If Barry White were a horse, he'd be the stallion with ALL the mares he could handle. New research has revealed that while mares want their stallion strong, they likewise value a deep-throated whinny, and scientists think they know why.

A study recently published in the journal PLOS One details how deep-voiced horses wind up heading a traditional team's harem far more often than not - meaning that they wind up siring the majority of the next generation.

Interestingly, past research has near-concluded that mares looking for a sire select their mate based off physical strength and size than anything else. So why should the tone of a stallion's whinny matter?

"Female choice of harem often occurs from afar, where sound is the most effective form of communication for a first encounter," Alban Lemasson, the University of Rennes 1 researcher who led the study, recently explained to New Scientist.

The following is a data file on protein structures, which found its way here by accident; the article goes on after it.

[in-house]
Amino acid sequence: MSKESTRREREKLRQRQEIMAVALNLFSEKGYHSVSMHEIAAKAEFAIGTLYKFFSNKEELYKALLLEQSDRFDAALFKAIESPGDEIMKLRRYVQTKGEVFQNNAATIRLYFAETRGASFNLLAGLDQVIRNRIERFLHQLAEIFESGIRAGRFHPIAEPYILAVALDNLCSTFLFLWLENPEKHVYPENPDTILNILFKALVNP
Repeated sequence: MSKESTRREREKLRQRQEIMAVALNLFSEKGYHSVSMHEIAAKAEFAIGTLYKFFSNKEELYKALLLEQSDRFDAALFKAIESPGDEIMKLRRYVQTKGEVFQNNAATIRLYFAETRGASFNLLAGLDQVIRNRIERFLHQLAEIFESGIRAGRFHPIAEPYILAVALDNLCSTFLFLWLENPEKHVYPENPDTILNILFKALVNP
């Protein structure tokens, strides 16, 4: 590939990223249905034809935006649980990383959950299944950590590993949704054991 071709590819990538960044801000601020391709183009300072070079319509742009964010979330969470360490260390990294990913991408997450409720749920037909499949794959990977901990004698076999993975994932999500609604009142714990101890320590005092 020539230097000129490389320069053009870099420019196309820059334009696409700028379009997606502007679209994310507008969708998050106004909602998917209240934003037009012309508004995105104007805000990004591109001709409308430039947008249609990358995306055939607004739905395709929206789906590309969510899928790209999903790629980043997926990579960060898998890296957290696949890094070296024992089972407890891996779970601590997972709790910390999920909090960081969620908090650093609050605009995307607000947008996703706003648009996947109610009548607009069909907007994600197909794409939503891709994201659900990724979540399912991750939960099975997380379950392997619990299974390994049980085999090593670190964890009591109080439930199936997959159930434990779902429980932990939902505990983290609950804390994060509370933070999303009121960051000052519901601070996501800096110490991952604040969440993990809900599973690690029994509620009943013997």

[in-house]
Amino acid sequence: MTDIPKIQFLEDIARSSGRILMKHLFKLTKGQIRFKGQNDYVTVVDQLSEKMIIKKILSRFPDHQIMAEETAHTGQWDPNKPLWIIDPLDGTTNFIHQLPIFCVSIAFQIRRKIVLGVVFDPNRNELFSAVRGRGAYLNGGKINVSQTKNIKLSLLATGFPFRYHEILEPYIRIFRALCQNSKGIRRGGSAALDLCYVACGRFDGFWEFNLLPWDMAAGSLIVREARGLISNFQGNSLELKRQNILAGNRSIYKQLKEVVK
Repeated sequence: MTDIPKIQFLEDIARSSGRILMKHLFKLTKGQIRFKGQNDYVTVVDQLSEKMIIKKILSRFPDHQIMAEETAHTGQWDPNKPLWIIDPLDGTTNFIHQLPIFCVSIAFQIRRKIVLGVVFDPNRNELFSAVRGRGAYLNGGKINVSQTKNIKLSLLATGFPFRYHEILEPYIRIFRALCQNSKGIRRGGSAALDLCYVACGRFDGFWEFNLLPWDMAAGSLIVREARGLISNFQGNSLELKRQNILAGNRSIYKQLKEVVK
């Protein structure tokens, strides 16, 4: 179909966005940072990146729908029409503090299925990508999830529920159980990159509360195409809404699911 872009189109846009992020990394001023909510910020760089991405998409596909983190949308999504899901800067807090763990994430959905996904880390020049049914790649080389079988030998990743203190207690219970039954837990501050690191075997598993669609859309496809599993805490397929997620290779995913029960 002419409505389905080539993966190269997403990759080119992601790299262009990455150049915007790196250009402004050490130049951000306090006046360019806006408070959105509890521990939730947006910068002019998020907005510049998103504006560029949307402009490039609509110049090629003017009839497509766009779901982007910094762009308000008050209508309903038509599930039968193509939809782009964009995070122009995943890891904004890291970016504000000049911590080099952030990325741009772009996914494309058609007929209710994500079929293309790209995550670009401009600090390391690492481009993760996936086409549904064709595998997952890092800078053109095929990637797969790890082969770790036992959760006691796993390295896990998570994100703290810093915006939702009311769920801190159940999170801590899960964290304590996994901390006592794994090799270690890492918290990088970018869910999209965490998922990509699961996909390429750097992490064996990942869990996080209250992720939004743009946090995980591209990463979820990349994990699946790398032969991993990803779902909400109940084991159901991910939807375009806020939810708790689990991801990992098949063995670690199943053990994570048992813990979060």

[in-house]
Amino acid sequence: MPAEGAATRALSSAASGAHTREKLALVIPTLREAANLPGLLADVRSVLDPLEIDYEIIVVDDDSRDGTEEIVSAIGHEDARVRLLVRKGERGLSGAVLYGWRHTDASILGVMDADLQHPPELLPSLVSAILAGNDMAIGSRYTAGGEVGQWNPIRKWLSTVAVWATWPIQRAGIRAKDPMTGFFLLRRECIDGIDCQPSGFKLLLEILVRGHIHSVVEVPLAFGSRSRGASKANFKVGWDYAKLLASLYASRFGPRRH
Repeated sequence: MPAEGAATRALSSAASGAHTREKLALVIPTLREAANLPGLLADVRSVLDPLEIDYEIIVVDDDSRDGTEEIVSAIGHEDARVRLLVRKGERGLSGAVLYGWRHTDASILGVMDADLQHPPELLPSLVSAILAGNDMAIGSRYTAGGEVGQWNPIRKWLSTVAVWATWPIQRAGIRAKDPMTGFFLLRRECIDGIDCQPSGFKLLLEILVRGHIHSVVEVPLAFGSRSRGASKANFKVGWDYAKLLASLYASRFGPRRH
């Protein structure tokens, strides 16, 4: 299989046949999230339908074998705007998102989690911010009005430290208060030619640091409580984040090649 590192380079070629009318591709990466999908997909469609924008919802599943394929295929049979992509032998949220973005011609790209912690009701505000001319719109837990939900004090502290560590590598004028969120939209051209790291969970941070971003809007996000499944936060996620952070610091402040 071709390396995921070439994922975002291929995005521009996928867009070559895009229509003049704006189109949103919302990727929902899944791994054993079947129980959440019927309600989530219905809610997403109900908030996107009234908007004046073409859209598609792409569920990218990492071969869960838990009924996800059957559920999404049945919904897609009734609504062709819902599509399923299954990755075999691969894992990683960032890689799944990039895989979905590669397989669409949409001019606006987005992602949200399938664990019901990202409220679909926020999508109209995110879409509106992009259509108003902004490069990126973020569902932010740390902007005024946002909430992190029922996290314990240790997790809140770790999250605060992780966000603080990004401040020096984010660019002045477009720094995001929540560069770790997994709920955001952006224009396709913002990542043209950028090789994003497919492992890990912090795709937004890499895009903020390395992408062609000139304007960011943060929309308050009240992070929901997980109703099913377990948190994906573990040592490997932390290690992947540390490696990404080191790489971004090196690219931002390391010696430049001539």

In this way, the verbal 'booty calls' of a stallion may very well be important in horse sexual selection.

Lemasson and his colleagues had previously shown that a low-pitched whinny among male horses is directly related to size and even reproduced prowess, finding that " the lower-pitched the stallion's voice, the slower his heart beat and the higher his fertility."

A slower heart rate and more physically fit physique also would allow a stallion to live longer, siring more foals in his lifetime through a large harem.

"Hence, females are attracted by frequencies encoding for large male size, calmness and high fertility," the researchers concluded in their work.

Lemasson added in his interview with New Scientist that this knowledge could help horse breeders select the best studs to keep mare excited and productive, allowing them to make decisions "based on sound, rather than costly sperm tests."

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